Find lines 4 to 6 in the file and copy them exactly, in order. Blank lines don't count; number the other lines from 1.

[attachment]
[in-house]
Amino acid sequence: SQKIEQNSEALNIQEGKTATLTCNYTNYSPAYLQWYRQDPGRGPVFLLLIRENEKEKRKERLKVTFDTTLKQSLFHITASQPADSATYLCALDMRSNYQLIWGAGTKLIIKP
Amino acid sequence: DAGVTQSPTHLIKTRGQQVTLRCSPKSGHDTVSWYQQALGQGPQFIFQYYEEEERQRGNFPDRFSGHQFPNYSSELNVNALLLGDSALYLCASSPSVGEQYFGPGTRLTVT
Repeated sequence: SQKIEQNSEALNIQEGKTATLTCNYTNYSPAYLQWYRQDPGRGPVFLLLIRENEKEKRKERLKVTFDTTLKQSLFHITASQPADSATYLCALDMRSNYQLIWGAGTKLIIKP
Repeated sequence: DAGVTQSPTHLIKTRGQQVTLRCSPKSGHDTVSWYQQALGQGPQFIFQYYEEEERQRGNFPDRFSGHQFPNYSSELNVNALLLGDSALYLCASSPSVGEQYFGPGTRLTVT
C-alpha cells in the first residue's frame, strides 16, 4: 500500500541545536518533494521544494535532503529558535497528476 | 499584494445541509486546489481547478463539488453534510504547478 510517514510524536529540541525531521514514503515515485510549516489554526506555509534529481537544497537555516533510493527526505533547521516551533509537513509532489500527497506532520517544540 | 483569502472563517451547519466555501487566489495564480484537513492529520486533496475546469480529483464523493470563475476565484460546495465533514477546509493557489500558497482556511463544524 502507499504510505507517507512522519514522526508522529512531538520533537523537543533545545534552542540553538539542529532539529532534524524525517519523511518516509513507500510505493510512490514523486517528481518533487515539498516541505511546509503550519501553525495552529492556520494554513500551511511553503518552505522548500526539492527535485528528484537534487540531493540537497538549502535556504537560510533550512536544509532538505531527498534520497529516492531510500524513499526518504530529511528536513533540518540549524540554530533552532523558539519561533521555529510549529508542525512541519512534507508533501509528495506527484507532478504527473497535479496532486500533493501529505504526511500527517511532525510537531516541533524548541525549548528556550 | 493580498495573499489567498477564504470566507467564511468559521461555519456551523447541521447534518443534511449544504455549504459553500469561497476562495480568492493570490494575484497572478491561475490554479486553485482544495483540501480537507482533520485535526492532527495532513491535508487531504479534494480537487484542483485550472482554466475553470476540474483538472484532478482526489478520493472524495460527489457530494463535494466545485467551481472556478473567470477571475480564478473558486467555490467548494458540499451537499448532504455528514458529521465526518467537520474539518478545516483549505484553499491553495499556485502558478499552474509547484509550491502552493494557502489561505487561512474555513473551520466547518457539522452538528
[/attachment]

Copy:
Repeated sequence: SQKIEQNSEALNIQEGKTATLTCNYTNYSPAYLQWYRQDPGRGPVFLLLIRENEKEKRKERLKVTFDTTLKQSLFHITASQPADSATYLCALDMRSNYQLIWGAGTKLIIKP
Repeated sequence: DAGVTQSPTHLIKTRGQQVTLRCSPKSGHDTVSWYQQALGQGPQFIFQYYEEEERQRGNFPDRFSGHQFPNYSSELNVNALLLGDSALYLCASSPSVGEQYFGPGTRLTVT
C-alpha cells in the first residue's frame, strides 16, 4: 500500500541545536518533494521544494535532503529558535497528476 | 499584494445541509486546489481547478463539488453534510504547478 510517514510524536529540541525531521514514503515515485510549516489554526506555509534529481537544497537555516533510493527526505533547521516551533509537513509532489500527497506532520517544540 | 483569502472563517451547519466555501487566489495564480484537513492529520486533496475546469480529483464523493470563475476565484460546495465533514477546509493557489500558497482556511463544524 502507499504510505507517507512522519514522526508522529512531538520533537523537543533545545534552542540553538539542529532539529532534524524525517519523511518516509513507500510505493510512490514523486517528481518533487515539498516541505511546509503550519501553525495552529492556520494554513500551511511553503518552505522548500526539492527535485528528484537534487540531493540537497538549502535556504537560510533550512536544509532538505531527498534520497529516492531510500524513499526518504530529511528536513533540518540549524540554530533552532523558539519561533521555529510549529508542525512541519512534507508533501509528495506527484507532478504527473497535479496532486500533493501529505504526511500527517511532525510537531516541533524548541525549548528556550 | 493580498495573499489567498477564504470566507467564511468559521461555519456551523447541521447534518443534511449544504455549504459553500469561497476562495480568492493570490494575484497572478491561475490554479486553485482544495483540501480537507482533520485535526492532527495532513491535508487531504479534494480537487484542483485550472482554466475553470476540474483538472484532478482526489478520493472524495460527489457530494463535494466545485467551481472556478473567470477571475480564478473558486467555490467548494458540499451537499448532504455528514458529521465526518467537520474539518478545516483549505484553499491553495499556485502558478499552474509547484509550491502552493494557502489561505487561512474555513473551520466547518457539522452538528